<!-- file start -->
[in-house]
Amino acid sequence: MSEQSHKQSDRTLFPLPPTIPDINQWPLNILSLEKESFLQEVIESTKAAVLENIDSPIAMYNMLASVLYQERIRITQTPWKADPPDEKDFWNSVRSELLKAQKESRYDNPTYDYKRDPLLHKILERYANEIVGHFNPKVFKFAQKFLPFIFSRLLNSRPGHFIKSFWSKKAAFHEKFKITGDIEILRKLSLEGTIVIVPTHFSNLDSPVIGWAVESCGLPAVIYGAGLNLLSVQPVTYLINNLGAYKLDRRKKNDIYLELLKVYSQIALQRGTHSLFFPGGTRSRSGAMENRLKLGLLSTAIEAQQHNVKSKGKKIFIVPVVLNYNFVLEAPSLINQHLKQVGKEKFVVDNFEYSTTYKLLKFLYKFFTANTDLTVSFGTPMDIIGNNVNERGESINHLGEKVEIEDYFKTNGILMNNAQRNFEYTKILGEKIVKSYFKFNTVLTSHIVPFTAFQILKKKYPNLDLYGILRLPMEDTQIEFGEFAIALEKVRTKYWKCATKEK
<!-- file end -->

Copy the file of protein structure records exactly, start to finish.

[in-house]
Amino acid sequence: MSEQSHKQSDRTLFPLPPTIPDINQWPLNILSLEKESFLQEVIESTKAAVLENIDSPIAMYNMLASVLYQERIRITQTPWKADPPDEKDFWNSVRSELLKAQKESRYDNPTYDYKRDPLLHKILERYANEIVGHFNPKVFKFAQKFLPFIFSRLLNSRPGHFIKSFWSKKAAFHEKFKITGDIEILRKLSLEGTIVIVPTHFSNLDSPVIGWAVESCGLPAVIYGAGLNLLSVQPVTYLINNLGAYKLDRRKKNDIYLELLKVYSQIALQRGTHSLFFPGGTRSRSGAMENRLKLGLLSTAIEAQQHNVKSKGKKIFIVPVVLNYNFVLEAPSLINQHLKQVGKEKFVVDNFEYSTTYKLLKFLYKFFTANTDLTVSFGTPMDIIGNNVNERGESINHLGEKVEIEDYFKTNGILMNNAQRNFEYTKILGEKIVKSYFKFNTVLTSHIVPFTAFQILKKKYPNLDLYGILRLPMEDTQIEFGEFAIALEKVRTKYWKCATKEK